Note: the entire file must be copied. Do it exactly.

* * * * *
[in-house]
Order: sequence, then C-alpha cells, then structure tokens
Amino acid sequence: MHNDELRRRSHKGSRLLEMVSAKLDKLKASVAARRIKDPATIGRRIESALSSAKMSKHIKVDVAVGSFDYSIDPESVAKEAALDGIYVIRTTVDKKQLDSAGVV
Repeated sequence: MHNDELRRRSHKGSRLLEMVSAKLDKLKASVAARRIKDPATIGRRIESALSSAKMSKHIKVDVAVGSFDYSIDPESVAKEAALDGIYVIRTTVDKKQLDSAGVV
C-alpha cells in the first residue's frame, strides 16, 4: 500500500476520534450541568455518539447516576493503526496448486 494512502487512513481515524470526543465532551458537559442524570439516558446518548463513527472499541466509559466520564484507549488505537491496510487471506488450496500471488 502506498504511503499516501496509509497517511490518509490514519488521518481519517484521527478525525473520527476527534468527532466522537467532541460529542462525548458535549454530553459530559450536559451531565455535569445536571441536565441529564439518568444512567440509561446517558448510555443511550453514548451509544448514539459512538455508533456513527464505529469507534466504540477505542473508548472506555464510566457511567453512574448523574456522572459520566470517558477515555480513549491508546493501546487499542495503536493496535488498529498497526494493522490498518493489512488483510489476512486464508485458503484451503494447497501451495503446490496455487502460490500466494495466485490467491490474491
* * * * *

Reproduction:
[in-house]
Order: sequence, then C-alpha cells, then structure tokens
Amino acid sequence: MHNDELRRRSHKGSRLLEMVSAKLDKLKASVAARRIKDPATIGRRIESALSSAKMSKHIKVDVAVGSFDYSIDPESVAKEAALDGIYVIRTTVDKKQLDSAGVV
Repeated sequence: MHNDELRRRSHKGSRLLEMVSAKLDKLKASVAARRIKDPATIGRRIESALSSAKMSKHIKVDVAVGSFDYSIDPESVAKEAALDGIYVIRTTVDKKQLDSAGVV
C-alpha cells in the first residue's frame, strides 16, 4: 500500500476520534450541568455518539447516576493503526496448486 494512502487512513481515524470526543465532551458537559442524570439516558446518548463513527472499541466509559466520564484507549488505537491496510487471506488450496500471488 502506498504511503499516501496509509497517511490518509490514519488521518481519517484521527478525525473520527476527534468527532466522537467532541460529542462525548458535549454530553459530559450536559451531565455535569445536571441536565441529564439518568444512567440509561446517558448510555443511550453514548451509544448514539459512538455508533456513527464505529469507534466504540477505542473508548472506555464510566457511567453512574448523574456522572459520566470517558477515555480513549491508546493501546487499542495503536493496535488498529498497526494493522490498518493489512488483510489476512486464508485458503484451503494447497501451495503446490496455487502460490500466494495466485490467491490474491